Opponents promise to sue as Baltimore County Council passes redistricting map
The Baltimore County Council unanimously approved a controversial redistricting map Monday night.
Opponents of that map now promise they will see the county in court.
After months of hearings and protests, the council signed off on a map that has one Black majority district and a second district where non-whites make up a majority. The other five council districts have white majorities.
About 30% of the county’s population is black and nearly half is made up of minorities.
Republican Councilman Todd Crandell said he found the push by some groups to create more minority districts to be more divisive than inclusive. He and other council members have said communities would have to be split to do that.
“You just can’t start to zig zag lines through neighborhoods so that each neighborhood has a different local representative to their county government,” Crandell said.
But within minutes of the vote, the American Civil Liberties Union of Maryland tweeted to the council, “We’ll see you in court. The Voting Rights Act isn’t optional.”
Ryan Coleman, the president of the Randallstown Branch of the NAACP said they, too, plan to file suit and seek an injunction to stop the map from being used in the 2022 election.
“I don’t believe that if you had seven Ku Klux Klan members making a map, they couldn’t make a worse map than the one we have,” Coleman said. “And that’s troubling.”
During Monday’s meeting, Democratic Councilman Tom Quirk defended the map, saying it meets the legal requirements.
“I think the maps are compact,” Quirk said. “I think they’re contiguous. I don’t see gerrymandering. I disagree that there’s some conspiracy or some other efforts out there.”
Six of the seven council members are white. Quirk said he believes with the approved map the council could become more diverse over the next ten years.
“But if they do go to court, I think this map stands strongly,” Quirk said. “I’m not concerned about that.”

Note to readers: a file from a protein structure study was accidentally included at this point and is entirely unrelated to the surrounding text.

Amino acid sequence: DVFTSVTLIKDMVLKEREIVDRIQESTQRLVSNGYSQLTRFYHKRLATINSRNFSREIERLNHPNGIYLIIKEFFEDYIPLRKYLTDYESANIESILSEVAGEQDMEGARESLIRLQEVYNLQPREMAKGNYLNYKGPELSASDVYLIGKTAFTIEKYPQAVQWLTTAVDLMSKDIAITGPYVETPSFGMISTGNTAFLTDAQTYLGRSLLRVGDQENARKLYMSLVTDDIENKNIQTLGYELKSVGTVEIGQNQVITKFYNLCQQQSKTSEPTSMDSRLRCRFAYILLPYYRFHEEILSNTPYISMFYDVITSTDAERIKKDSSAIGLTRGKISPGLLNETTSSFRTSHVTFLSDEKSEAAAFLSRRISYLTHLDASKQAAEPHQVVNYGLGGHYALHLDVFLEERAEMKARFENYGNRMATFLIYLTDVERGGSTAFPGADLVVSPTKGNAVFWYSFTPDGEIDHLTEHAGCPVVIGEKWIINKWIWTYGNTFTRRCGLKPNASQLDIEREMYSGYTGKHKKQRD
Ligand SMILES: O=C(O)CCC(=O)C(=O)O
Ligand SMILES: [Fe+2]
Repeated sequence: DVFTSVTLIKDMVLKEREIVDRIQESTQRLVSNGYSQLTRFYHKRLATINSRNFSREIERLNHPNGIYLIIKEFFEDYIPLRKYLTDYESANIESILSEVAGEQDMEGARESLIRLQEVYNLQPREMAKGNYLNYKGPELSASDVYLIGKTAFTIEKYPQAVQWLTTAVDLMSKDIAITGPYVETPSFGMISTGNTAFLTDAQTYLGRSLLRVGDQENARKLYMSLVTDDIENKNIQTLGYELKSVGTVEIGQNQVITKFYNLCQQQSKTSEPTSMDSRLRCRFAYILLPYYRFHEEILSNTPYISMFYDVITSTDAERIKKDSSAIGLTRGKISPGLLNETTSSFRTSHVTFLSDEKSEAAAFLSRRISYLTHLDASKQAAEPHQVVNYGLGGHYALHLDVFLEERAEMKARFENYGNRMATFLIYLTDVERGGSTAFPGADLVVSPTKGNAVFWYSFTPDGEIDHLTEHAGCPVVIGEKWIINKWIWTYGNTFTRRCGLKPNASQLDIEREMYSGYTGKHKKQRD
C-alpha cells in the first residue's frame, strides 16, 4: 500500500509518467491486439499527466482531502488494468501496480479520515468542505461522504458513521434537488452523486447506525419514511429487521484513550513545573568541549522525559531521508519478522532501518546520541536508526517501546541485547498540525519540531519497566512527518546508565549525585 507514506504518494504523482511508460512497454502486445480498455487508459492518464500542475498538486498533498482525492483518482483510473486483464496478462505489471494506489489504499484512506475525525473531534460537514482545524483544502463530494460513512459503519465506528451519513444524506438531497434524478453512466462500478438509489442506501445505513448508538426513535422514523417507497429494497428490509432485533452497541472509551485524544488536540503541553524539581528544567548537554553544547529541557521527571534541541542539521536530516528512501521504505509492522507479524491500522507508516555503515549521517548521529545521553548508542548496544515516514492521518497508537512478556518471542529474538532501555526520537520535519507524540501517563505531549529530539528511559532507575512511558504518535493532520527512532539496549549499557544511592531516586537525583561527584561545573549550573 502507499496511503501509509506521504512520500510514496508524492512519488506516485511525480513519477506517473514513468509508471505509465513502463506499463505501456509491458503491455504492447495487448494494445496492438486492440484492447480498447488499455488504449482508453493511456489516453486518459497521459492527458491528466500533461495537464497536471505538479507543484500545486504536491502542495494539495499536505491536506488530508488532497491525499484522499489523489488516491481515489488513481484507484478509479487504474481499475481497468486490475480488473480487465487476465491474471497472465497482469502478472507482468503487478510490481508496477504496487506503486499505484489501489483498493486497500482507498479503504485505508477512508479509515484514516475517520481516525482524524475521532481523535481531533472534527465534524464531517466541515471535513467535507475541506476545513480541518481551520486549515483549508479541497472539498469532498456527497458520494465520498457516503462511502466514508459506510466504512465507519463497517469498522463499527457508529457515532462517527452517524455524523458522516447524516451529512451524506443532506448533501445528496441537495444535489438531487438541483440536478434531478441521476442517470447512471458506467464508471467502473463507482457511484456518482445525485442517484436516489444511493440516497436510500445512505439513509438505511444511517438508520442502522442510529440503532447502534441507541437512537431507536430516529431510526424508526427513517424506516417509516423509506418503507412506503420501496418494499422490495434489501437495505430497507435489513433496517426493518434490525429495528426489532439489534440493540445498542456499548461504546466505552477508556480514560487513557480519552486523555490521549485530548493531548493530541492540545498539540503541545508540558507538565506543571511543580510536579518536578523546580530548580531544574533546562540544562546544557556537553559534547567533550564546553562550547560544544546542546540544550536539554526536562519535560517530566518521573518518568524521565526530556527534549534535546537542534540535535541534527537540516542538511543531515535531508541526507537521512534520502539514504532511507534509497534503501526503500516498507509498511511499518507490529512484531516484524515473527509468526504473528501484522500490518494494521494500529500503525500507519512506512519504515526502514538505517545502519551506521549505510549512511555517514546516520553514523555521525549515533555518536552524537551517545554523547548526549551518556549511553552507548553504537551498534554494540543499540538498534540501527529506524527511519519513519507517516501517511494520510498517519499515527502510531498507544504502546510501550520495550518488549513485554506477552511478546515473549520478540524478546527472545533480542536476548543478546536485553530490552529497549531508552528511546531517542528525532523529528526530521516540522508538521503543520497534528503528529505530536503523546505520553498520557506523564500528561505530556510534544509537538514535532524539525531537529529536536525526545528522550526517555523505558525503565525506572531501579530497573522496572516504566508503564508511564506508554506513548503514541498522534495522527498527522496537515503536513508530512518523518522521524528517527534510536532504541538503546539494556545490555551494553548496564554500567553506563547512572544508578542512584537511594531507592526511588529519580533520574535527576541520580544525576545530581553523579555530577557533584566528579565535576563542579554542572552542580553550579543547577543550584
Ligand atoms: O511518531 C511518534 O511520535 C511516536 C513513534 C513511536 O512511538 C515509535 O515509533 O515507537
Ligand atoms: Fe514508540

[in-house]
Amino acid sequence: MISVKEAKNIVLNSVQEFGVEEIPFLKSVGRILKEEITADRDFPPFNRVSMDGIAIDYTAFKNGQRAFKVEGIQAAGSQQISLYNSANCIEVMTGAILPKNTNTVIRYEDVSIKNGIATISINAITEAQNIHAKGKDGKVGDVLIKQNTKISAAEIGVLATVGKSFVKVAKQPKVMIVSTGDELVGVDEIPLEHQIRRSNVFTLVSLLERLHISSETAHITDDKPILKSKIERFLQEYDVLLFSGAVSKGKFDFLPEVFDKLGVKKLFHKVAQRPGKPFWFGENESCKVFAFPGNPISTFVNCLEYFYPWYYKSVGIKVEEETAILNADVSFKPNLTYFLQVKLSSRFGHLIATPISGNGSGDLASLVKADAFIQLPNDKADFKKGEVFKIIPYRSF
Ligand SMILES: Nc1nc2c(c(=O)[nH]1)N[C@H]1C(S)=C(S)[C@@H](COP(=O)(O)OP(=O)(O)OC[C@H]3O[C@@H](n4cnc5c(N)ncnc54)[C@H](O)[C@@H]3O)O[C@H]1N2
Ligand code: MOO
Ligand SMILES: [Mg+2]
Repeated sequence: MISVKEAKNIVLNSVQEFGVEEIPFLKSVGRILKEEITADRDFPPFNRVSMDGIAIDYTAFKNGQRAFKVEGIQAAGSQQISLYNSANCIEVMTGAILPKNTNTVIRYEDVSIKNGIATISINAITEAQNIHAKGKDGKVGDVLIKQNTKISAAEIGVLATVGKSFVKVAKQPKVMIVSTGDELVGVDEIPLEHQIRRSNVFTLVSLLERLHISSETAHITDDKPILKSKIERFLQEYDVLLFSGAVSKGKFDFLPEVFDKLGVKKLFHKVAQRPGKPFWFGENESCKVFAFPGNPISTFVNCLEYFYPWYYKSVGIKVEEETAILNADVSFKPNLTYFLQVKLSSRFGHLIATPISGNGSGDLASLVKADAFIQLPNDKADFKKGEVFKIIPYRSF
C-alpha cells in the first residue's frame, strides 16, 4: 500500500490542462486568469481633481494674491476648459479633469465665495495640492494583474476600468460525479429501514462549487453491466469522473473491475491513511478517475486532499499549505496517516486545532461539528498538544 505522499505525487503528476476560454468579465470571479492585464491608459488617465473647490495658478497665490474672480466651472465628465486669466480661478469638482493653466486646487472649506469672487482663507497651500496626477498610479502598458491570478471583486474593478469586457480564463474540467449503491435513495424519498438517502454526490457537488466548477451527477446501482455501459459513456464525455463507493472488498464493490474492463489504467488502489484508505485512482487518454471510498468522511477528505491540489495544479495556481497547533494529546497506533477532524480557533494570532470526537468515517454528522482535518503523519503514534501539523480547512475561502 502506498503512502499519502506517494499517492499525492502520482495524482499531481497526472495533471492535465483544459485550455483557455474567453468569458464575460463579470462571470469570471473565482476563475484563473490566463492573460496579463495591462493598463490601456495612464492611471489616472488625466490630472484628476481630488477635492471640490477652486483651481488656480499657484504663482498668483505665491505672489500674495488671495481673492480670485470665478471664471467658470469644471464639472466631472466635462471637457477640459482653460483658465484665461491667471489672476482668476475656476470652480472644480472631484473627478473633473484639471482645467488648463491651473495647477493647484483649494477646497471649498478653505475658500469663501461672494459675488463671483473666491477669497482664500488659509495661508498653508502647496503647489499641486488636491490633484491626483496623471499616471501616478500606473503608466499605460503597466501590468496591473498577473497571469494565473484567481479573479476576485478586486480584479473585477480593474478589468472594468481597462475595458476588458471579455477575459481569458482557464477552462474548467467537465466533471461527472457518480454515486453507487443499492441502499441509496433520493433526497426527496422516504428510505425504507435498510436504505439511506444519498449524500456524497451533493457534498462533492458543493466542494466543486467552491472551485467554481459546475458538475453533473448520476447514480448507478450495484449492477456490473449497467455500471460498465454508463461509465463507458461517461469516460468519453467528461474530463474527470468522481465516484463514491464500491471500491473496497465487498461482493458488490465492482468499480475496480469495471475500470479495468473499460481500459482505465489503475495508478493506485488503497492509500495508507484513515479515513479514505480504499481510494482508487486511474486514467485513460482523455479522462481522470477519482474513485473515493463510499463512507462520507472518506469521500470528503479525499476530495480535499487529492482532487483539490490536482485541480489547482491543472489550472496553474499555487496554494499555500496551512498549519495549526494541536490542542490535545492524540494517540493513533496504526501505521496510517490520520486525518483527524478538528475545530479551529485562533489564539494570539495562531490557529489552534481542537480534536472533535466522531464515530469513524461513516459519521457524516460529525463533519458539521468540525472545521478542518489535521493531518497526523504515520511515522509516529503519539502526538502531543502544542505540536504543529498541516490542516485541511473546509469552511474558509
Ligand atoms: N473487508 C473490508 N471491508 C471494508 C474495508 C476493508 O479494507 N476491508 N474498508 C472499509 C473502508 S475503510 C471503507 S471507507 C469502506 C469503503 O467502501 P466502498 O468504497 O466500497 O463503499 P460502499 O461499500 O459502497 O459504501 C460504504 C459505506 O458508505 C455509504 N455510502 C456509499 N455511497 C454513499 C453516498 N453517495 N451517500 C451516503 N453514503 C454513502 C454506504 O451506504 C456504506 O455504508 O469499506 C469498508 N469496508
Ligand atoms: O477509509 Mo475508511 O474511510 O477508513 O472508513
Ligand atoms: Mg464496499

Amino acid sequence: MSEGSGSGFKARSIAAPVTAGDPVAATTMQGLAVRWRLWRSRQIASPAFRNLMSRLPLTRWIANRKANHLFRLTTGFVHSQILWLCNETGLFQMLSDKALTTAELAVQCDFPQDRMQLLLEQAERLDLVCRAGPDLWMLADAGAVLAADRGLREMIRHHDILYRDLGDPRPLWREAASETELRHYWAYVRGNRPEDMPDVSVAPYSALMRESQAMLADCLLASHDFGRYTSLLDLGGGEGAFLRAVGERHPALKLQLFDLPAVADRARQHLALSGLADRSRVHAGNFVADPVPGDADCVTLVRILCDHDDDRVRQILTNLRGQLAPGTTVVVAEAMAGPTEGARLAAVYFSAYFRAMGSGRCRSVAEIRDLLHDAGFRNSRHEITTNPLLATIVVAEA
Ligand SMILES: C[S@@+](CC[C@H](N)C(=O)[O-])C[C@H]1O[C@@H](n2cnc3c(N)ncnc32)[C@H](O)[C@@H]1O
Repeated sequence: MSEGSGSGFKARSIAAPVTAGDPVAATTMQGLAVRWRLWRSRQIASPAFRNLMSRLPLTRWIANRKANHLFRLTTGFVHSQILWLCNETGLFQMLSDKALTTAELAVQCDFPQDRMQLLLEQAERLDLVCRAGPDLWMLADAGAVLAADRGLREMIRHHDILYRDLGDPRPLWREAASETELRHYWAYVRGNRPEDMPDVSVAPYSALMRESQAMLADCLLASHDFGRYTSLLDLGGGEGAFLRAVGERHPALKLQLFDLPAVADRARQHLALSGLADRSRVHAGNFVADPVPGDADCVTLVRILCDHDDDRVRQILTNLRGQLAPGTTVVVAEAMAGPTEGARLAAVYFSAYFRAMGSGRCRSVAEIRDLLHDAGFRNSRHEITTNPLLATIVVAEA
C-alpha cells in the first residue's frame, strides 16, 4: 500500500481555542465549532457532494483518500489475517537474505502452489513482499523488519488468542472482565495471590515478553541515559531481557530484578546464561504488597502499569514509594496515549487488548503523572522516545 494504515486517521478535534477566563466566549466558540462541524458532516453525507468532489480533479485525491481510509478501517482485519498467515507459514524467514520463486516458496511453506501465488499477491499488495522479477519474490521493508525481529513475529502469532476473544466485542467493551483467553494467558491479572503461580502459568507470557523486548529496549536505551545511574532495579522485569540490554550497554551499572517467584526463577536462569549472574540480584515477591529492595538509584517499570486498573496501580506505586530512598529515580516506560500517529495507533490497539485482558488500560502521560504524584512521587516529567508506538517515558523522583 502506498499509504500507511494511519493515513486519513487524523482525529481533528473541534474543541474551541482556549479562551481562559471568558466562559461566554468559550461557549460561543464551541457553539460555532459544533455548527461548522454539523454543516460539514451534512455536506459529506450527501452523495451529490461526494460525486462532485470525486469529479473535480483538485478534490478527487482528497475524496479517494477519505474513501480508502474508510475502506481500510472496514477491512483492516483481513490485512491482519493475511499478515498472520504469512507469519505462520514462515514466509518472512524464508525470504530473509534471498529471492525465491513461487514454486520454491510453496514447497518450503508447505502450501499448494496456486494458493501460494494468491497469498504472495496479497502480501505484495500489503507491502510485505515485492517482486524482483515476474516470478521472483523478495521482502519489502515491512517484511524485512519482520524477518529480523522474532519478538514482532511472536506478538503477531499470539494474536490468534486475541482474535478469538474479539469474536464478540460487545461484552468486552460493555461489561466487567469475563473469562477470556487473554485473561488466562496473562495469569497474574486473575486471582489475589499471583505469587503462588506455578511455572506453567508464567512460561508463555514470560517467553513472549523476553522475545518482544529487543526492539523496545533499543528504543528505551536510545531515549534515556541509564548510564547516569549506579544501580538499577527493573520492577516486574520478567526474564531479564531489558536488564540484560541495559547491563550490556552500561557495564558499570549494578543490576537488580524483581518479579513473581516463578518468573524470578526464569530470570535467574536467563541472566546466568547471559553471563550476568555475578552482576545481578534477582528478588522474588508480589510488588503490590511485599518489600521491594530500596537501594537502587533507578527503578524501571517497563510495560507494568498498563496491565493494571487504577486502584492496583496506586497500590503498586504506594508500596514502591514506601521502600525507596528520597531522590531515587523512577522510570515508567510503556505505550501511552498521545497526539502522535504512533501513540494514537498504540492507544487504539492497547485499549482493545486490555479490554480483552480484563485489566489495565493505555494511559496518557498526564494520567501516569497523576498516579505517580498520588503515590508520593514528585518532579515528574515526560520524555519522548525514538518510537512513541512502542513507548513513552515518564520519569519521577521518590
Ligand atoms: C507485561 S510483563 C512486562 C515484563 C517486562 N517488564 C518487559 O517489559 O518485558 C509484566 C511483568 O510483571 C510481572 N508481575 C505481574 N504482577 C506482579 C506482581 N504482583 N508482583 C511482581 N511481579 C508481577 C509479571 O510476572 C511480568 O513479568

The main complaint opponents have about the map is that one of the council’s seven districts, the fourth, remains more than 70% Black. They say that having only the fourth district so overwhelmingly Black dilutes the county’s African American vote. They want thousands of voters moved into an adjoining district to make that one majority Black as well.
Council Chairman Julian Jones, the council’s lone Black member, represents the fourth. He said his constituents told him they wanted to remain in the fourth. Jones chastised opponents of the map for thinking they know more than his constituents.
Jones said, “I just found it somewhat insulting to be quite frank that the people in my community voted for me, they had town hall meetings and they told me what they want.”
Under the map, all minorities combined make up a majority of voters in the first district which includes Catonsville and Arbutus. But just barely. White voters account for more than 49% of the first district’s voters.
Councilman Crandell said people from diverse backgrounds have the same issues within their neighborhoods. He called it “pothole government.”
“No one cares if that pothole is filled by a Democrat or a Republican, or a woman, or a person of some ethnicity,” Crandell said.
But the NAACP’s Coleman said the map passed by the council is so blatantly racist, it makes him wonder what else is going on in the county.
“What other discriminatory practices are happening in Baltimore County because this redistricting was right in your face,” he said.
Baltimore County Executive Johnny Olszewski played no role in the redistricting process. But in a statement after the vote he said, “I share the concerns of community members regarding the map approved by the County Council. Opportunities for greater minority representation across all districts is vital. My administration remains focused on doing all we can to promote policies that expand diversity and inclusion across our County.”
Meanwhile, advocates in Towson got what they wanted from the map. They lobbied to have Towson moved into one council district It currently is split between several. The map does that.
Observers say it gives incumbents something, too. Democratic districts are more blue, Republican districts more red. That makes it easier for the incumbents to win reelection.